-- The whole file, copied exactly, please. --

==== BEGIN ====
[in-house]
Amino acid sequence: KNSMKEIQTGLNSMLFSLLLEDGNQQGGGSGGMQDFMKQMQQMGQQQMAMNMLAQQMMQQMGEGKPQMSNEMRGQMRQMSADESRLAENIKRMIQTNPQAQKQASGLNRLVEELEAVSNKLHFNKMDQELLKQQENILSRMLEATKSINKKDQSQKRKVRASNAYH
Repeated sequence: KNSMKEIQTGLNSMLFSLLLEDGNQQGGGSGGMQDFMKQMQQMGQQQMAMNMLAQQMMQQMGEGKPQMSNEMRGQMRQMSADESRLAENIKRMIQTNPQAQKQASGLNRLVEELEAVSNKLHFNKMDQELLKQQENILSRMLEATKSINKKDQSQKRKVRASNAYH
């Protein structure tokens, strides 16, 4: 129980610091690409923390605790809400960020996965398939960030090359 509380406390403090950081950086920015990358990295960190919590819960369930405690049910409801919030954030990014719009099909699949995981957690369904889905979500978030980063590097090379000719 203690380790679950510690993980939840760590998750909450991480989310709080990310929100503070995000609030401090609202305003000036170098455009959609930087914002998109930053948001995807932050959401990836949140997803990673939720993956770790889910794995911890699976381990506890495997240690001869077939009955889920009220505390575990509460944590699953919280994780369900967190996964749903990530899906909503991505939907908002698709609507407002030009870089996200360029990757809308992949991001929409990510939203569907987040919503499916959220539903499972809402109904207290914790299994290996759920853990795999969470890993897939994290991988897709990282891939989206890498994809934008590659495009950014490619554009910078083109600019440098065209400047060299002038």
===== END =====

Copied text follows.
[in-house]
Amino acid sequence: KNSMKEIQTGLNSMLFSLLLEDGNQQGGGSGGMQDFMKQMQQMGQQQMAMNMLAQQMMQQMGEGKPQMSNEMRGQMRQMSADESRLAENIKRMIQTNPQAQKQASGLNRLVEELEAVSNKLHFNKMDQELLKQQENILSRMLEATKSINKKDQSQKRKVRASNAYH
Repeated sequence: KNSMKEIQTGLNSMLFSLLLEDGNQQGGGSGGMQDFMKQMQQMGQQQMAMNMLAQQMMQQMGEGKPQMSNEMRGQMRQMSADESRLAENIKRMIQTNPQAQKQASGLNRLVEELEAVSNKLHFNKMDQELLKQQENILSRMLEATKSINKKDQSQKRKVRASNAYH
């Protein structure tokens, strides 16, 4: 129980610091690409923390605790809400960020996965398939960030090359 509380406390403090950081950086920015990358990295960190919590819960369930405690049910409801919030954030990014719009099909699949995981957690369904889905979500978030980063590097090379000719 203690380790679950510690993980939840760590998750909450991480989310709080990310929100503070995000609030401090609202305003000036170098455009959609930087914002998109930053948001995807932050959401990836949140997803990673939720993956770790889910794995911890699976381990506890495997240690001869077939009955889920009220505390575990509460944590699953919280994780369900967190996964749903990530899906909503991505939907908002698709609507407002030009870089996200360029990757809308992949991001929409990510939203569907987040919503499916959220539903499972809402109904207290914790299994290996759920853990795999969470890993897939994290991988897709990282891939989206890498994809934008590659495009950014490619554009910078083109600019440098065209400047060299002038």